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Economy

COVID from Myanmar border shakes Chiang Mai, Thai tourist hub

Illegal reentries threaten top destination as high season starts

Tourists at Wat Phra That Doi Suthep, one of Chiang Mai's celebrated temples.     © AP

BANGKOK -- A Thai national re-entering Thailand illegally from COVID-hit Myanmar has kicked off alarms in Chiang Mai, a northern province that was particularly popular with Chinese visitors before the pandemic.

On Nov. 24, the woman in her late twenties returned with two friends from working at the 1G1 hotel and casino Tachilek in Myanmar. The entertainment complex is 1.5km from an official border crossing to Mae Sai in Thailand. However, the trio used an irregular crossing point in order to avoid the mandatory 14-day COVID-19 quarantine.

After visiting a number of crowded places in the north, she fell ill and tested positive for COVID-19. The other two women were also found to be positive. Subsequently a 32-year-old Thai DJ working at 1G1 in Tachilek also tested positive.

On Dec. 5, health officials reported that 583 people who might have been exposed had already been tested for COVID-19 through contact tracing, with no positive results.

The 1G1 entertainment complex evidently became a COVID-19 hotspot, with 17 cases in all reportedly connected to it by Friday. Local media reported that ten other Thai women working there had returned illegally to Thailand to their homes in different parts of the north. Four people meanwhile tested positive in the more northerly province of Chiang Rai, which also borders Myanmar, and a case was detected in Phayao, another northern province.

Chiang Mai's hospitality industry has braced itself for a possible outbreak as the city enters what would be the high season in normal times. Hoteliers were hoping for a decent uptick in domestic travel during this period.

Although no lockdown has been announced, nearly 2,000 hotel bookings were immediately cancelled. Chiang Mai's hotel occupancy rates are around 60% compared to 90% in 2019, according to the Thai Hotels Association (THA).

The infections in the north were the first evidence of local transmission in over six months for Thailand, which has been praised by the World Health Organization as one of the countries to have successfully fended off the pandemic.

Thailand's public health triumph has come at great economic cost, however, and the lucrative tourism industry has been utterly devastated.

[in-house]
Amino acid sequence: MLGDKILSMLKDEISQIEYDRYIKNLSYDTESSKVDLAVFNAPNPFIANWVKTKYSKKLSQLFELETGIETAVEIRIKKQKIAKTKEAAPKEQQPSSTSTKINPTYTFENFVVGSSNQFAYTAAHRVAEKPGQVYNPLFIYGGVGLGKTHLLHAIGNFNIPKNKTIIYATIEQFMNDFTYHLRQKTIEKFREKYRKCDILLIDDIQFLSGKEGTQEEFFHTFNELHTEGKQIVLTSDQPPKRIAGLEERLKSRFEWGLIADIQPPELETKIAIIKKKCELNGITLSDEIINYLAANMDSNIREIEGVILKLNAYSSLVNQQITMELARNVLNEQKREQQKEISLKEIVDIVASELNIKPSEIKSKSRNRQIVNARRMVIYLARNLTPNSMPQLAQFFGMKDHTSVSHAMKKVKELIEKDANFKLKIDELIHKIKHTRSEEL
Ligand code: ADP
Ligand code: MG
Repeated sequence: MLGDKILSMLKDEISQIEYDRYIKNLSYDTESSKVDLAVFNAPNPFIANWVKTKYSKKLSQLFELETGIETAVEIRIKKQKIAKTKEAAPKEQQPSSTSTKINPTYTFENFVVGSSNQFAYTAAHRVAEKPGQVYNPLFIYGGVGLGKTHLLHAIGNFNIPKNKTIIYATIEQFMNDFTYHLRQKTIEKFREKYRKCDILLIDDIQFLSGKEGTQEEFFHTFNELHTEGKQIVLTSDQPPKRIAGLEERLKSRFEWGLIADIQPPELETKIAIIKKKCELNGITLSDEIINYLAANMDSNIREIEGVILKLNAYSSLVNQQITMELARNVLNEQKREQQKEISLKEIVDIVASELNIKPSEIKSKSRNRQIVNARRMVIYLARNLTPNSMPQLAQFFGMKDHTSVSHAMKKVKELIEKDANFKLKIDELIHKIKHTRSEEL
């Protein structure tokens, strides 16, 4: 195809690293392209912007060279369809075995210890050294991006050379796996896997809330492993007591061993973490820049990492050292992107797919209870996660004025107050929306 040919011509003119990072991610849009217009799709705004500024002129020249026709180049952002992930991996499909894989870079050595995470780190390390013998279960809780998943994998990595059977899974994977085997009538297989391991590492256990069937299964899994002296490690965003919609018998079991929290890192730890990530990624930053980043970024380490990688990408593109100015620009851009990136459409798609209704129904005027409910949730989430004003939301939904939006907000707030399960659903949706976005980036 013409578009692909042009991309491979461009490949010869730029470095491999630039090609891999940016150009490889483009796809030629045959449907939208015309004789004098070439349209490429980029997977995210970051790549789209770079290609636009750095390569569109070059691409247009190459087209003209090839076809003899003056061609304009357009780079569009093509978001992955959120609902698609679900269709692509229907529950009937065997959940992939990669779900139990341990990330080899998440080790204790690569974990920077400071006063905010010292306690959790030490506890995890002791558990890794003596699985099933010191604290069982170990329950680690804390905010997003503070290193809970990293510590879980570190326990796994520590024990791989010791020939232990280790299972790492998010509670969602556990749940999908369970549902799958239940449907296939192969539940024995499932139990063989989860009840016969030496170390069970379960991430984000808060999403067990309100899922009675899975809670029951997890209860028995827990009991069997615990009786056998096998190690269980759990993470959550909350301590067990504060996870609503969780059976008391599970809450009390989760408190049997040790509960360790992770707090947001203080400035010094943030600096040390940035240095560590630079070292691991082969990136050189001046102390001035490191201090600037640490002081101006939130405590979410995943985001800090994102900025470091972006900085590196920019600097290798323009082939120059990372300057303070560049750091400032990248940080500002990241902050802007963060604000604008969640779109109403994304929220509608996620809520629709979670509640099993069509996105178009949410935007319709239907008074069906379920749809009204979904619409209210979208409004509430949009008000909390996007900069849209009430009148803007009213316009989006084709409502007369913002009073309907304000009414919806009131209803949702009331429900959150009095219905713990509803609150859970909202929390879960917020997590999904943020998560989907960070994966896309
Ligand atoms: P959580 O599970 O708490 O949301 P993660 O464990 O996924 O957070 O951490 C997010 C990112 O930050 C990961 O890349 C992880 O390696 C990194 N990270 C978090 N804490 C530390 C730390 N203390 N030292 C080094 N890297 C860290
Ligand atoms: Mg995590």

Fearing an outbreak, local tourism businesses quickly pooled funds and offered 100,000 baht ($3,300) to any tourist found with the virus while traveling in the vicinity. Compensation of 1 million baht was offered for relatives of anyone dying from COVID-19 after visiting Chiang Mai.

"The recent COVID case is a disaster for the tourism business," Punlop Saejew, vice president of Chiang Mai Chamber of Commerce, told Nikkei Asia. "We need to do something because this is a golden time of year for the tourism industry here and we don't want to lose the chance to recover."

"It has ruined the hopes of hotel-related businesses here in Chiang Mai that were waiting for the high-season period," said La-Iad Bungsrithong, president of the THA's northern chapter.

Chiang Mai was previously well established as a top destination for Chinese tourists. The province used to attract 10.3 million local and foreign visitors annually, 70% of whom were from China. Tourism generated 102 billion baht in 2019, which was around 43% of Chiang Mai's gross domestic product.

Overall, tourism used to account for about a fifth of Thailand's economy. The government has been attempting to shore up the hotel industry with 40% subsidies on room rates for domestic tourists. Tourism generated $90 billion in 2019, 70% of which came from foreign arrivals.

Thailand has made a few tentative efforts to reopen the country, and Chinese visitors can apply for special tourist visas. On Oct. 20, 100 Chinese tourists from Shanghai and Gwangju arrived in a blizzard of paperwork. They all had to be certified by the Chinese government as COVID free before entering a fortnight's quarantine upon arrival, after which they were able to travel anywhere in Thailand for 90 days. Although the numbers were minute, the initiative offered a glimmer of light at the end of the tunnel.

"We are not playing around," said Punlop, promising to press on with the compensation scheme. "This is a life or death matter. We want to assure tourists that it is safe in Chiang Mai and we are staking money on it."

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